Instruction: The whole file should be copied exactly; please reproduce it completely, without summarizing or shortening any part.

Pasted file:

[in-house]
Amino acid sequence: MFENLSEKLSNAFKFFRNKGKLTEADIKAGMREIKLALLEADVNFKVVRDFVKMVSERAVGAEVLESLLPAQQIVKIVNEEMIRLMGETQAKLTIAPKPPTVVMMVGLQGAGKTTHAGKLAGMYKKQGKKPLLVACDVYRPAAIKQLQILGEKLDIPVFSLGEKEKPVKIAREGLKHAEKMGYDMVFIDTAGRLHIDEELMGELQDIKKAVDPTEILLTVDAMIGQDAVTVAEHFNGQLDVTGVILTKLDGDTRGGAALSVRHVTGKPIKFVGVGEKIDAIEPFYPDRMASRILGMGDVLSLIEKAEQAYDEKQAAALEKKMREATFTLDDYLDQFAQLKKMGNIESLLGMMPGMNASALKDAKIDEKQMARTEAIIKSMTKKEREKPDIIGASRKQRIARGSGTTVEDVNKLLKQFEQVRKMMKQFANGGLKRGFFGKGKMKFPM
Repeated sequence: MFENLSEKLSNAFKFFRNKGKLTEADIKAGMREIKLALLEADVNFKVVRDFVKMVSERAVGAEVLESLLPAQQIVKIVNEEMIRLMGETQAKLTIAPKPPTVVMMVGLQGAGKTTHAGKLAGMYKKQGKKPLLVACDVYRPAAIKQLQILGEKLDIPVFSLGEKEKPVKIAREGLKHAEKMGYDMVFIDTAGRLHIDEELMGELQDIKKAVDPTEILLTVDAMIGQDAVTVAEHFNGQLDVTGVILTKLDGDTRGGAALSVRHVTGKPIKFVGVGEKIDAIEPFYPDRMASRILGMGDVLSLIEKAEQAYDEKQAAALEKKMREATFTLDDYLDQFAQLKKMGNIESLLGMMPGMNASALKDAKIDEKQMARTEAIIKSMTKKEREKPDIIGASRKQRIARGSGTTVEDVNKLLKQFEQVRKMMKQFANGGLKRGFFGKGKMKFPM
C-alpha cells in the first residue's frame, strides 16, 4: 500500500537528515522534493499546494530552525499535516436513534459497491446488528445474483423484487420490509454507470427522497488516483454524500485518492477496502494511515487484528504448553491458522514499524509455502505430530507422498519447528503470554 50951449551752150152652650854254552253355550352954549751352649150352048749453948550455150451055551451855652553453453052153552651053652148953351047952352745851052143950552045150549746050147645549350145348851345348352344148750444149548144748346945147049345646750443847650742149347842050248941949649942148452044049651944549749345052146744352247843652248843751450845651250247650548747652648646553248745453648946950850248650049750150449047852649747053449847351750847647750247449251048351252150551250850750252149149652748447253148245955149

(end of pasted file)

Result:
[in-house]
Amino acid sequence: MFENLSEKLSNAFKFFRNKGKLTEADIKAGMREIKLALLEADVNFKVVRDFVKMVSERAVGAEVLESLLPAQQIVKIVNEEMIRLMGETQAKLTIAPKPPTVVMMVGLQGAGKTTHAGKLAGMYKKQGKKPLLVACDVYRPAAIKQLQILGEKLDIPVFSLGEKEKPVKIAREGLKHAEKMGYDMVFIDTAGRLHIDEELMGELQDIKKAVDPTEILLTVDAMIGQDAVTVAEHFNGQLDVTGVILTKLDGDTRGGAALSVRHVTGKPIKFVGVGEKIDAIEPFYPDRMASRILGMGDVLSLIEKAEQAYDEKQAAALEKKMREATFTLDDYLDQFAQLKKMGNIESLLGMMPGMNASALKDAKIDEKQMARTEAIIKSMTKKEREKPDIIGASRKQRIARGSGTTVEDVNKLLKQFEQVRKMMKQFANGGLKRGFFGKGKMKFPM
Repeated sequence: MFENLSEKLSNAFKFFRNKGKLTEADIKAGMREIKLALLEADVNFKVVRDFVKMVSERAVGAEVLESLLPAQQIVKIVNEEMIRLMGETQAKLTIAPKPPTVVMMVGLQGAGKTTHAGKLAGMYKKQGKKPLLVACDVYRPAAIKQLQILGEKLDIPVFSLGEKEKPVKIAREGLKHAEKMGYDMVFIDTAGRLHIDEELMGELQDIKKAVDPTEILLTVDAMIGQDAVTVAEHFNGQLDVTGVILTKLDGDTRGGAALSVRHVTGKPIKFVGVGEKIDAIEPFYPDRMASRILGMGDVLSLIEKAEQAYDEKQAAALEKKMREATFTLDDYLDQFAQLKKMGNIESLLGMMPGMNASALKDAKIDEKQMARTEAIIKSMTKKEREKPDIIGASRKQRIARGSGTTVEDVNKLLKQFEQVRKMMKQFANGGLKRGFFGKGKMKFPM
C-alpha cells in the first residue's frame, strides 16, 4: 500500500537528515522534493499546494530552525499535516436513534459497491446488528445474483423484487420490509454507470427522497488516483454524500485518492477496502494511515487484528504448553491458522514499524509455502505430530507422498519447528503470554 50951449551752150152652650854254552253355550352954549751352649150352048749453948550455150451055551451855652553453453052153552651053652148953351047952352745851052143950552045150549746050147645549350145348851345348352344148750444149548144748346945147049345646750443847650742149347842050248941949649942148452044049651944549749345052146744352247843652248843751450845651250247650548747652648646553248745453648946950850248650049750150449047852649747053449847351750847647750247449251048351252150551250850750252149149652748447253148245955149